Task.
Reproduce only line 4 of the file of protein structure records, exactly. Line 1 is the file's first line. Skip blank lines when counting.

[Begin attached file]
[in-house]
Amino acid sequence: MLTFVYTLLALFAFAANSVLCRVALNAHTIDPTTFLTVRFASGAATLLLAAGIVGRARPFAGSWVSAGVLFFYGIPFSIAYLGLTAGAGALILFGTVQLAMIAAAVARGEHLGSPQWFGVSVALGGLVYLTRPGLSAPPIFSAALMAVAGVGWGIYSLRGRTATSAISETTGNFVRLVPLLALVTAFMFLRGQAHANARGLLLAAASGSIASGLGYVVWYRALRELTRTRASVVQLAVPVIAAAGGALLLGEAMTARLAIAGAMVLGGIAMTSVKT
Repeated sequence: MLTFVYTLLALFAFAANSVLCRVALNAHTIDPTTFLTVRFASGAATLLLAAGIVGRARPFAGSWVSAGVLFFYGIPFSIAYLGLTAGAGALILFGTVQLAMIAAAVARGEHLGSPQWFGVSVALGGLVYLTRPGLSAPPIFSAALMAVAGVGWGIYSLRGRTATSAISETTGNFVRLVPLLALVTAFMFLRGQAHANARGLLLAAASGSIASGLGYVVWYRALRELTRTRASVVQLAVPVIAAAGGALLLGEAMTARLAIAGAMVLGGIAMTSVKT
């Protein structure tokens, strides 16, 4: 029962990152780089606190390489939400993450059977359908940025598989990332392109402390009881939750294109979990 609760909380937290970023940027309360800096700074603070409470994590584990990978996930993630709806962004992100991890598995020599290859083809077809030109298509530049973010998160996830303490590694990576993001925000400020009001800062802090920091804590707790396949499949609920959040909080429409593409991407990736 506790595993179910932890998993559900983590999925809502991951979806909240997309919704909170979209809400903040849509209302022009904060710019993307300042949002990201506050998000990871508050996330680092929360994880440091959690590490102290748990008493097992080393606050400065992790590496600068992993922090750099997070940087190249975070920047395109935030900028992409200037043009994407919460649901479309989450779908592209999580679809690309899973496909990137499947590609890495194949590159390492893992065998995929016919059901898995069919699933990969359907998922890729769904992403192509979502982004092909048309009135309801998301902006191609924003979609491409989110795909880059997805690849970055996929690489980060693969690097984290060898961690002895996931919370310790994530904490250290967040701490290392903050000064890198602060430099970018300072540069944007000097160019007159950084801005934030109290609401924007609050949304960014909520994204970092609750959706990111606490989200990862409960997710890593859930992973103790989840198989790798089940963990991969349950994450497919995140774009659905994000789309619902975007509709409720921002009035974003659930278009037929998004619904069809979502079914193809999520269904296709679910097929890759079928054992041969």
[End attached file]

């Protein structure tokens, strides 16, 4: 029962990152780089606190390489939400993450059977359908940025598989990332392109402390009881939750294109979990 609760909380937290970023940027309360800096700074603070409470994590584990990978996930993630709806962004992100991890598995020599290859083809077809030109298509530049973010998160996830303490590694990576993001925000400020009001800062802090920091804590707790396949499949609920959040909080429409593409991407990736 506790595993179910932890998993559900983590999925809502991951979806909240997309919704909170979209809400903040849509209302022009904060710019993307300042949002990201506050998000990871508050996330680092929360994880440091959690590490102290748990008493097992080393606050400065992790590496600068992993922090750099997070940087190249975070920047395109935030900028992409200037043009994407919460649901479309989450779908592209999580679809690309899973496909990137499947590609890495194949590159390492893992065998995929016919059901898995069919699933990969359907998922890729769904992403192509979502982004092909048309009135309801998301902006191609924003979609491409989110795909880059997805690849970055996929690489980060693969690097984290060898961690002895996931919370310790994530904490250290967040701490290392903050000064890198602060430099970018300072540069944007000097160019007159950084801005934030109290609401924007609050949304960014909520994204970092609750959706990111606490989200990862409960997710890593859930992973103790989840198989790798089940963990991969349950994450497919995140774009659905994000789309619902975007509709409720921002009035974003659930278009037929998004619904069809979502079914193809999520269904296709679910097929890759079928054992041969």